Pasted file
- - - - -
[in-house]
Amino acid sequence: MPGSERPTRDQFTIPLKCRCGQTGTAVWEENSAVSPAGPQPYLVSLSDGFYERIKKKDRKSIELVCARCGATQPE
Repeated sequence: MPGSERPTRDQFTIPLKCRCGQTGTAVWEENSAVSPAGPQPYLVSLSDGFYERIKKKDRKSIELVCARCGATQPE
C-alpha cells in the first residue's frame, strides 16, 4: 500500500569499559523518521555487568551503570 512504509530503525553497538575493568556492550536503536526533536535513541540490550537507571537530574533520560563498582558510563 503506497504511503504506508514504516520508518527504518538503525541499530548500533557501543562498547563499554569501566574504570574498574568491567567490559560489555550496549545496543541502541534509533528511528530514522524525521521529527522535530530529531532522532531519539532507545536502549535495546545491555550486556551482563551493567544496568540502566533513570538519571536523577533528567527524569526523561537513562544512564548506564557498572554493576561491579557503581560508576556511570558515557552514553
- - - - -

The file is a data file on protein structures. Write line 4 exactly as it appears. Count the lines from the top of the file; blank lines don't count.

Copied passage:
C-alpha cells in the first residue's frame, strides 16, 4: 500500500569499559523518521555487568551503570 512504509530503525553497538575493568556492550536503536526533536535513541540490550537507571537530574533520560563498582558510563 503506497504511503504506508514504516520508518527504518538503525541499530548500533557501543562498547563499554569501566574504570574498574568491567567490559560489555550496549545496543541502541534509533528511528530514522524525521521529527522535530530529531532522532531519539532507545536502549535495546545491555550486556551482563551493567544496568540502566533513570538519571536523577533528567527524569526523561537513562544512564548506564557498572554493576561491579557503581560508576556511570558515557552514553